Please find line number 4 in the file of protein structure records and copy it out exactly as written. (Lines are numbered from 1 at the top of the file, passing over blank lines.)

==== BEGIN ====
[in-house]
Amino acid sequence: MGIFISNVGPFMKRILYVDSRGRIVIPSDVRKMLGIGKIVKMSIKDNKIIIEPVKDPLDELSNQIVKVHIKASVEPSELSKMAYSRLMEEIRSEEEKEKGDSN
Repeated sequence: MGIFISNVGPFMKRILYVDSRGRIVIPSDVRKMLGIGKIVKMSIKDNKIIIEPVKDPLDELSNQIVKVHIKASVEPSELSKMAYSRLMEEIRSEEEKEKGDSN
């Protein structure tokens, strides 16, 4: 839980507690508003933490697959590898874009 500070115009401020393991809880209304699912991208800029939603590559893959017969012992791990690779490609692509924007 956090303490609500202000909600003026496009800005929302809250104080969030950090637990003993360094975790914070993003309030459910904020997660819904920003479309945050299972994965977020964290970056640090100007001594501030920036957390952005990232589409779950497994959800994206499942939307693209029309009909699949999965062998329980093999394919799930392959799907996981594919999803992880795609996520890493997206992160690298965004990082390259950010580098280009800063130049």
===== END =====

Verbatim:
């Protein structure tokens, strides 16, 4: 839980507690508003933490697959590898874009 500070115009401020393991809880209304699912991208800029939603590559893959017969012992791990690779490609692509924007 956090303490609500202000909600003026496009800005929302809250104080969030950090637990003993360094975790914070993003309030459910904020997660819904920003479309945050299972994965977020964290970056640090100007001594501030920036957390952005990232589409779950497994959800994206499942939307693209029309009909699949999965062998329980093999394919799930392959799907996981594919999803992880795609996520890493997206992160690298965004990082390259950010580098280009800063130049």